I grew up in a home with a formal dining room that we rarely used. My family ate most of our meals around the kitchen table or hunkered down around the coffee table in the living room on Sunday evenings after church. The dining room was only used for special occasions, like Thanksgiving and Christmas dinner. In fact, my brother and I knew that we weren’t really even supposed to go into the dining room. I don’t remember my mom telling us not to; but it was something that was just understood.
I see the Minor Prophets as the formal dining room of the Bible—twelve books that most of us rarely venture into. So if we hardly ever journey into these books, do we need to teach the Minor Prophets to kids?
The answer is a definitive yes and here are three reasons why.
1. Teaching the Minor Prophets to kids affirms that all of the Bible is approachable and important.
When we skip over the Minor Prophets, we teach our kids that they aren’t important, that—whether we believe it or not—this part of the Bible doesn’t really matter as much as the rest of the Bible.
Let’s be honest. Some parts of the Bible are more difficult to teach than others, and they require extra effort to teach to kids. But it is worth it because we don’t just want to teach kids the Bible; we want to teach them how to study the Bible too. When we teach kids the Minor Prophets, we invite them into some of the more challenging parts of Scripture and show them that they can mine gold in all of the Scripture—and there is plenty of gold in those parts to be found. Kids who learn this early are well positioned for a lifetime of fruitful and rewarding study of God’s Word.
2. Teaching the Minor Prophets to kids paints a greater picture of God and His love.
Second Timothy 3:16 tells us that all Scripture is profitable—and that includes the Minor Prophets. In fact, some of the most stirring and powerful images of God’s character are found in the Minor Prophets.
Hosea shows the beautiful, unending, and uncompromising love of God. Amos displays the depths of God’s heart for social justice and His loathing of hollow religion. Jonah shows us the zealous missionary nature of God—a nature that desires people from all nations to be redeemed. Habakkuk reminds us of God providentially working all things for His glory and our good, even when it doesn’t seem that way. Malachi speaks of God’s faithfulness to His promises, even when His people disobey.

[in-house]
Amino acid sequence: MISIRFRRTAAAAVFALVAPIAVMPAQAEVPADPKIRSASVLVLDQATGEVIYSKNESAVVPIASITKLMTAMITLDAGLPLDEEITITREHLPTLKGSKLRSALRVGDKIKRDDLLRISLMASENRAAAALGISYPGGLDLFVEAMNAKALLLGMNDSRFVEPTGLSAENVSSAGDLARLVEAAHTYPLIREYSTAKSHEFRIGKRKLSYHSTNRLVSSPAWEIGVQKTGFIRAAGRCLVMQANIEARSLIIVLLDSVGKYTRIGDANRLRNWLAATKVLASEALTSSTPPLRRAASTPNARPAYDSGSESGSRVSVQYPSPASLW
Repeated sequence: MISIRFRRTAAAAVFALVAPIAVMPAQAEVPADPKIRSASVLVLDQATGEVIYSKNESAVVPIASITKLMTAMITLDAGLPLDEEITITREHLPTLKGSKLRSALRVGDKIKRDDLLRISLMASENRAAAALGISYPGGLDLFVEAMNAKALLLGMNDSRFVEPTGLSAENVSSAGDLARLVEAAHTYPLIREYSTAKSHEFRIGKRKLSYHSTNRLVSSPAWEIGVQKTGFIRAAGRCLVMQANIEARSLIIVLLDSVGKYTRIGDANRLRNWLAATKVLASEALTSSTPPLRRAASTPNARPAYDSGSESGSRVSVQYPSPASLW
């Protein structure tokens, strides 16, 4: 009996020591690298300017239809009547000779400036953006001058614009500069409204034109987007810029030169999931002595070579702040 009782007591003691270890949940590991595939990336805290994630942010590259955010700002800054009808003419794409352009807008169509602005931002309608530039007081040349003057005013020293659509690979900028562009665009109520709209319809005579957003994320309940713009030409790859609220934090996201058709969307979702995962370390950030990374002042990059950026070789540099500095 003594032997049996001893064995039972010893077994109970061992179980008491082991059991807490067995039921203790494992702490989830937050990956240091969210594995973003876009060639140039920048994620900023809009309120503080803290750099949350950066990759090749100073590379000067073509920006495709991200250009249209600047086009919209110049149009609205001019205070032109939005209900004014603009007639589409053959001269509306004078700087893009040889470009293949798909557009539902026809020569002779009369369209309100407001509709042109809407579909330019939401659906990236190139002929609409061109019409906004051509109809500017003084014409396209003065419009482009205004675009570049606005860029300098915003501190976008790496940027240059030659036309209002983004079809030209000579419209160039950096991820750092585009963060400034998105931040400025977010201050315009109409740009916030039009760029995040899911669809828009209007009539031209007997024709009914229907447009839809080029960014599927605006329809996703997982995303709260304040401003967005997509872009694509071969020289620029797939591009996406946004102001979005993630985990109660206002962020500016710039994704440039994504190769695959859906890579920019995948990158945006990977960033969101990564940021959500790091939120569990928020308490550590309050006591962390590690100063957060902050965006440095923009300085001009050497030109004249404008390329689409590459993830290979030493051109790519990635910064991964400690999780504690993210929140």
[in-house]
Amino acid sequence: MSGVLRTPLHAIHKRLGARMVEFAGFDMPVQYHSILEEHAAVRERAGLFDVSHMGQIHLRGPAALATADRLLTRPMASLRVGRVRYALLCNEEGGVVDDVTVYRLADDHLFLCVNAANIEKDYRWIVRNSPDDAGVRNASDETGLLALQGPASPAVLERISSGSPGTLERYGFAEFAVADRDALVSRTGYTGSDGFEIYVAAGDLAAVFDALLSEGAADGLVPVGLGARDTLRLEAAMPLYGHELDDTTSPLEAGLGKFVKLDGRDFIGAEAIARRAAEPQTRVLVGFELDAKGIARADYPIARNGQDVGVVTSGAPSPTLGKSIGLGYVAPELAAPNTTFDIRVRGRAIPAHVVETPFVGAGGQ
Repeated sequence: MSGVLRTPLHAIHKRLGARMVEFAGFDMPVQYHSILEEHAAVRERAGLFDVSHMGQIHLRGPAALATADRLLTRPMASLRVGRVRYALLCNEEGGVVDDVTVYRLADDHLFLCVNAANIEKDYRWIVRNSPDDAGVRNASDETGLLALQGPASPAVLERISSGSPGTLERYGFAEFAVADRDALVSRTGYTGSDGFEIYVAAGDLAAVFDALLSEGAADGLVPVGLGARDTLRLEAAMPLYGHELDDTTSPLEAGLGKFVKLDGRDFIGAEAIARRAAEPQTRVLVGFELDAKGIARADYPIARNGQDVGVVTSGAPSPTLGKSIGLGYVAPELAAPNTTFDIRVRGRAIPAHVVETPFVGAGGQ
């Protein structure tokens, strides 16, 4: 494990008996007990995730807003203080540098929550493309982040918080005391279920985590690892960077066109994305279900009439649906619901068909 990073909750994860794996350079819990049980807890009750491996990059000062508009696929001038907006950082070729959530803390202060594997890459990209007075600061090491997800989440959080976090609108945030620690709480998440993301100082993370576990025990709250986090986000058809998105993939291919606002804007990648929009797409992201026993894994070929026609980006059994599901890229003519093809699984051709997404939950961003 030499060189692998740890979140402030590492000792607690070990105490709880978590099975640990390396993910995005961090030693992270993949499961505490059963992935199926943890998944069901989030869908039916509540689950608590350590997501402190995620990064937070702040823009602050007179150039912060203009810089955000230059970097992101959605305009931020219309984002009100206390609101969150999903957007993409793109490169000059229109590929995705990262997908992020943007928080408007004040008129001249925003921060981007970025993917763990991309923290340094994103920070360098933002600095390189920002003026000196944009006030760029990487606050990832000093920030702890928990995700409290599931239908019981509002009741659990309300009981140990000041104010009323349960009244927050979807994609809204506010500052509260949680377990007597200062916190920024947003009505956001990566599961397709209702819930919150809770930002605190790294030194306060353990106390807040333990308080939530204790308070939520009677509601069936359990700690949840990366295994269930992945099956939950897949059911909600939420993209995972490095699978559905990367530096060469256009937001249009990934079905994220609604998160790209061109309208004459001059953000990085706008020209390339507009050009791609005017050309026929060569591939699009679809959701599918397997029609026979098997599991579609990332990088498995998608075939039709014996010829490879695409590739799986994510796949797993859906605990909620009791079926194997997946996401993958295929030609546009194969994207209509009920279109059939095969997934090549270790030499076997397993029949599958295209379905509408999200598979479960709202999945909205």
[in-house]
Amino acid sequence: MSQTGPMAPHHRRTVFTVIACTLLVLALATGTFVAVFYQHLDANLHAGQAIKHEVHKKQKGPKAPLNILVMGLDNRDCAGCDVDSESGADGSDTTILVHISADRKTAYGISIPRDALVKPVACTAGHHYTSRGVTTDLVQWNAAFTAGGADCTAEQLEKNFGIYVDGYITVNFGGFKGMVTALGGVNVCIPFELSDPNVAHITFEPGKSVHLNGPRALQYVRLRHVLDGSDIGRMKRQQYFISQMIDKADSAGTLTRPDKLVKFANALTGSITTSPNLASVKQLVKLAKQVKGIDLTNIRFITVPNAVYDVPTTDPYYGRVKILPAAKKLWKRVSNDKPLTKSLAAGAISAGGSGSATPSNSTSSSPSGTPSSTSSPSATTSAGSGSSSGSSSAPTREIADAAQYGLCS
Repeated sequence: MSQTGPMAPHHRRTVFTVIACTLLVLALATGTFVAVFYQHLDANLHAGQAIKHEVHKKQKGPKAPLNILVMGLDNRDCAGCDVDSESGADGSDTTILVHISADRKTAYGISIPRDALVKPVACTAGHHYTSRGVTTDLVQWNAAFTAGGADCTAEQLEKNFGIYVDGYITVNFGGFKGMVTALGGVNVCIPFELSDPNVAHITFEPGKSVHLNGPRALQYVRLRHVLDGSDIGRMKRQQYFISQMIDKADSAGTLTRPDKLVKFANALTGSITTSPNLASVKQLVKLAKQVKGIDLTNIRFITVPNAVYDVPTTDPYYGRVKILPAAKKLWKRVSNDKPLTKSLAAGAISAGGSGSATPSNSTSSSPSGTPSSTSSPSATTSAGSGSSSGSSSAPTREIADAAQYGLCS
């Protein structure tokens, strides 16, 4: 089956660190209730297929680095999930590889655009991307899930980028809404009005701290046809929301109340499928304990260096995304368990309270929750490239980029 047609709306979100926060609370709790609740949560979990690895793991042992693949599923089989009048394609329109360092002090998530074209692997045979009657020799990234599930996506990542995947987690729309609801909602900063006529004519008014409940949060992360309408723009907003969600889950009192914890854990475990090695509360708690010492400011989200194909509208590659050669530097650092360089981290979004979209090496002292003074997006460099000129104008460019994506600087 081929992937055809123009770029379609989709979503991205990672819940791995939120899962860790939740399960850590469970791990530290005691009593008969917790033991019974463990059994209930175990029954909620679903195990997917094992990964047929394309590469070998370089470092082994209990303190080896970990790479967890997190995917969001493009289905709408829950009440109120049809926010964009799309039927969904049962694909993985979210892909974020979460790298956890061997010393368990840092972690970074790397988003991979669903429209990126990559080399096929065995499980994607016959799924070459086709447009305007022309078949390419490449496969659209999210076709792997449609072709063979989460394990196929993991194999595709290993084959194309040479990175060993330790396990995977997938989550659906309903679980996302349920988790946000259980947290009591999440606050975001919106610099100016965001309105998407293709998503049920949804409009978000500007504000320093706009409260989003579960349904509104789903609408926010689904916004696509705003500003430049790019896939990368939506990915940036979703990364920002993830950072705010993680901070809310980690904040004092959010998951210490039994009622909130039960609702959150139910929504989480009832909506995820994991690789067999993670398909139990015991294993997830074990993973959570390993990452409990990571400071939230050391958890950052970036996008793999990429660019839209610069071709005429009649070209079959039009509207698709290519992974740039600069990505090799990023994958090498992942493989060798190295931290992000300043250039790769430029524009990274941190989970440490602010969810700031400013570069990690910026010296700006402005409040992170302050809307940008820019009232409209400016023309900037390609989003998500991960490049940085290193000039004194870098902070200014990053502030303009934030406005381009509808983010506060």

When we teach the Minor Prophets, our kids gain a clearer, more accurate understanding of God and a deeper love and awe of Him.
3. Teaching the Minor Prophets to kids shows Jesus in powerful ways.
Some of the most well known and powerful Messianic prophecies are found in the Minor Prophets. Verses such as Micah 5:2; Zechariah 9:9; and Hosea 11:1. But those passages are not the only place we see Jesus in these short books. The Minor Prophets are not about the men after whom they are named; they are all about Jesus.
In Hosea, we meet a prophet who faithfully loved his unfaithful wife, Gomer, and even paid to win her back. Hosea points us to Jesus and the great price He paid to bring us back to Himself.
In Amos, we meet a prophet who warned God’s people, people who thought they were right with God though they lived unrighteously. Amos points us to Jesus, the Righteous One, whose perfect obedience is credited to us when we trust in Him.
In Jonah, we meet a prophet who failed to see other people with love and compassion like God sees them and who reluctantly called on them to turn to God. Jonah points us to Jesus, who lovingly, compassionately, and willingly called on all people to turn to God and who gave up His life so that the whole world might be saved.
In Habakkuk, we meet a prophet who struggled to make sense of God’s ways—especially in difficult times—but eventually trusted God to rescue His people. Habakkuk points us to Jesus, who rescued God’s people by being crucified on the cross—the most evil act in history.
In Malachi, we meet a prophet who warned God’s people to get ready because a messenger—John the Baptist—was on his way. Malachi points us to the One of whom John spoke—Jesus, the final Messenger, who brought good news of salvation.
Jesus is the hero of the Bible—cover to cover—and that includes the Minor Prophets.
There’s one other thing worth mentioning about my parents’ formal dining room. When we did gather there, we had a great time enjoying meals and celebrating holidays with family and friends. Whenever we take our kids into these amazing books of the Minor Prophets, we too can experience something meaningful and memorable.
Brian Dembowczyk is the team leader for The Gospel Project for Kids. He served in local church ministry for over 16 years before coming to LifeWay. Brian earned an M.Div. from the Southern Baptist Theological Seminary and a D.Min. from the New Orleans Baptist Theological Seminary. Brian, his wife, Tara, and their three children—Joshua, Hannah, and Caleb—live in Murfreesboro, TN, where Brian enjoys drinking coffee and teaching 4-5 graders at City Church.